The first VLBI images of this source were made by Romani et al. (2004) at 15 and 43 GHz using the NRAO Very Long Baseline Array (VLBA). At 15 GHz, with their restoring beam of 1.55 mas × 0.47 mas full width at half maximum (FWHM) elongated in the north–south direction, they detected a core–jet structure with a bright compact central component and a weak jet feature within 1 mas at a position angle 225°. This location perfectly matches our model fit results obtained at 8.6 GHz (Table 2). Apart from the core, Romani et al. (2004) also marginally detected the weak jet component at ∼3σ level at 43 GHz.

The 15 GHz VLBA snapshot observations of Romani et al. (2004) were not sufficiently sensitive to reveal more details of the jet in J0906+6930. However, Zhang et al. (2017) re-analysed the 15 GHz data used by Romani et al. (2004), concatenated with archival data from other two VLBA experiments conducted in 2005. Their combined image restored with a circular beam (0.6 mas FWHM) revealed a secondary jet feature about 1.5 mas south of the core. Zhang et al. (2017) pointed out that the existence of the southern jet component would imply a sharp bending of the jet from the south-west to the south. Our 8.6 GHz VLBI observations are well suited to confirm this jet bending because the observing frequency is lower and thus the steep-spectrum jet components are expected to show up more prominently. Moreover, our long projected baselines resulted in a small restoring beam size (0.7 mas, Fig. 2) at 8.6 GHz, comparable to that of the combined 15 GHz VLBA image (Fig. 1c of Zhang et al. 2017). Indeed, our 8.6 GHz image (Fig. 2) and the modelfit results (Table 2) clearly confirm the existence of a bent jet structure in J0906+6930.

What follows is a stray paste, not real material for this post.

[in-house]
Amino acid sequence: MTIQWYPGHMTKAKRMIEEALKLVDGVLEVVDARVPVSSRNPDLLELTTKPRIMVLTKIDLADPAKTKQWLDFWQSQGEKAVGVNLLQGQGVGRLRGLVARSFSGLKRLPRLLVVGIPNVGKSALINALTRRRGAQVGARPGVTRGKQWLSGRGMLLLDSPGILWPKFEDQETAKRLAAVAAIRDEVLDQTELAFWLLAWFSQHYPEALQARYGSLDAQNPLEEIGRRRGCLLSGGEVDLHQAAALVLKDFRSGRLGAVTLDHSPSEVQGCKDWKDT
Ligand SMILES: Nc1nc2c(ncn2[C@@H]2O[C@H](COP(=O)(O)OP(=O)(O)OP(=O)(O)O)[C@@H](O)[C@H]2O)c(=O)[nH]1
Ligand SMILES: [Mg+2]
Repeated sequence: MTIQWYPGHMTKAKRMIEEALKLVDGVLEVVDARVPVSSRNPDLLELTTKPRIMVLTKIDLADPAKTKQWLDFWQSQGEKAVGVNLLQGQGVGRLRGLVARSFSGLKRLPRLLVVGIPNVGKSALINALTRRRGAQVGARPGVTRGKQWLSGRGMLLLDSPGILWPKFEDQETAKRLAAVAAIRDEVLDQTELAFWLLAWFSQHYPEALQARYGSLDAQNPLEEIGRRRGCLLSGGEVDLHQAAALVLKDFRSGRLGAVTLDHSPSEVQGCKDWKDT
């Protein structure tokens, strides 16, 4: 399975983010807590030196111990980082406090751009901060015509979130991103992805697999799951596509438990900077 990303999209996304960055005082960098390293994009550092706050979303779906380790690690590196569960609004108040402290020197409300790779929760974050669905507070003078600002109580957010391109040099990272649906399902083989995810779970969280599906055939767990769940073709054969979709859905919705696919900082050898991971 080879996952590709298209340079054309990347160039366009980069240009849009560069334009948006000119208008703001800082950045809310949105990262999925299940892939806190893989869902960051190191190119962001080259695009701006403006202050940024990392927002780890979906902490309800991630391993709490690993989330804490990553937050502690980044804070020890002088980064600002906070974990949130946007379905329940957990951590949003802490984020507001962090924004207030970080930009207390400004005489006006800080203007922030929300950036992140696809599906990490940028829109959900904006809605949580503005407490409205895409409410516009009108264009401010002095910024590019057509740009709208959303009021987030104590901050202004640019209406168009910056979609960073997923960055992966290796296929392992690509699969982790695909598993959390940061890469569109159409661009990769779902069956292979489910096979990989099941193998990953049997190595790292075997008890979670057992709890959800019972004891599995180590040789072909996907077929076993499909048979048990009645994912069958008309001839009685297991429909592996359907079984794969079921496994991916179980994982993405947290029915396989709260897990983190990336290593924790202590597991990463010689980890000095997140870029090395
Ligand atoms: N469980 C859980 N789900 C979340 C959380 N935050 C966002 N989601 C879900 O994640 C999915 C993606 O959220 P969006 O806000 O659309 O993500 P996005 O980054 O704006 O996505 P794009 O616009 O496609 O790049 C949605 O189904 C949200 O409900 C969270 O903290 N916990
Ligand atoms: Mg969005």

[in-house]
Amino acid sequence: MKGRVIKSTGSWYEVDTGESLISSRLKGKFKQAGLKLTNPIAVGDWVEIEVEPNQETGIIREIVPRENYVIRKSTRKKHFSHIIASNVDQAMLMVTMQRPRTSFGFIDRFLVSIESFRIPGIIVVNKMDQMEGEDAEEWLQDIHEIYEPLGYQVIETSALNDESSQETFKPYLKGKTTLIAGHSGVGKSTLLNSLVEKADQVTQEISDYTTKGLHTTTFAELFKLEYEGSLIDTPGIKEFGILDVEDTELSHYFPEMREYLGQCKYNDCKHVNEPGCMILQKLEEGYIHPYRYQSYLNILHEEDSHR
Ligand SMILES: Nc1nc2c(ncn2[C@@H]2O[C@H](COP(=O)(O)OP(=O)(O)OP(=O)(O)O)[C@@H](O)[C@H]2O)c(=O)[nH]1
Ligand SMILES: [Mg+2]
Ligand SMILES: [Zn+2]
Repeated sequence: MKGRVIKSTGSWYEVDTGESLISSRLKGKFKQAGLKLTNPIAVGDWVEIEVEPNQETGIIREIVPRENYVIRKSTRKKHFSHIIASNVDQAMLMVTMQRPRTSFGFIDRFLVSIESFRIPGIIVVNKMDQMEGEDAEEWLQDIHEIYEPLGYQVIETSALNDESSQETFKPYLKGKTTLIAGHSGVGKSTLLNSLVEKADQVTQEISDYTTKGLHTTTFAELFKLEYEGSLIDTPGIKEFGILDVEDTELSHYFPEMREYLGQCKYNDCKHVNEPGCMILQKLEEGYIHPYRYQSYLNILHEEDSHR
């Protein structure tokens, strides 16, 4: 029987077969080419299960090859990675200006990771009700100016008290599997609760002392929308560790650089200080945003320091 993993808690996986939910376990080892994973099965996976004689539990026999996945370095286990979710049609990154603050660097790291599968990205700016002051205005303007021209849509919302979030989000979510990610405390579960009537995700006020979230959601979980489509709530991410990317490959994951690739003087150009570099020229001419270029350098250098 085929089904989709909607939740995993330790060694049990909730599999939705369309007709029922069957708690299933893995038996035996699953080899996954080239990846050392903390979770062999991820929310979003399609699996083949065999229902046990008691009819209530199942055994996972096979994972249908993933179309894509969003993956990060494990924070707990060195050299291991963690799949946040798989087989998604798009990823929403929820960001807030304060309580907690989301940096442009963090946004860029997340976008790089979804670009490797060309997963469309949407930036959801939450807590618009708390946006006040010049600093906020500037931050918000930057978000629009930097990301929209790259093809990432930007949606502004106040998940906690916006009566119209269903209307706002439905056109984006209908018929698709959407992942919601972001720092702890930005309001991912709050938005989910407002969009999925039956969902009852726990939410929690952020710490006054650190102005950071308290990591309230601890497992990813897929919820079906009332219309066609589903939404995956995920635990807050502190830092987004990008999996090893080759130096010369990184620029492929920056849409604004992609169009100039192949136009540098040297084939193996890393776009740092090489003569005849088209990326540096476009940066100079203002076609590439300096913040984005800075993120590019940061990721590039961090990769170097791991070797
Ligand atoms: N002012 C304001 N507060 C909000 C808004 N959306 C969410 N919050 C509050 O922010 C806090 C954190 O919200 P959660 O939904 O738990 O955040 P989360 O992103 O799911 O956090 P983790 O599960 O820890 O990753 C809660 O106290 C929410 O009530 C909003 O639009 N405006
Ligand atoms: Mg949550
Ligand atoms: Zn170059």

A detailed account of all available VLBI observations of J0906+6930 has recently been given by Zhang et al. (2017). According to their list, the lowest frequency VLBI image of the source to date was obtained at 8.4 GHz from a VLBA experiment in 2011 June4. The short 7 min observing time was sufficient to reveal the compact core only. Our 8.6 GHz image (Fig. 2, right) has a higher resolution and better sensitivity and shows the bent jet structure within ∼1.5 mas from the centre.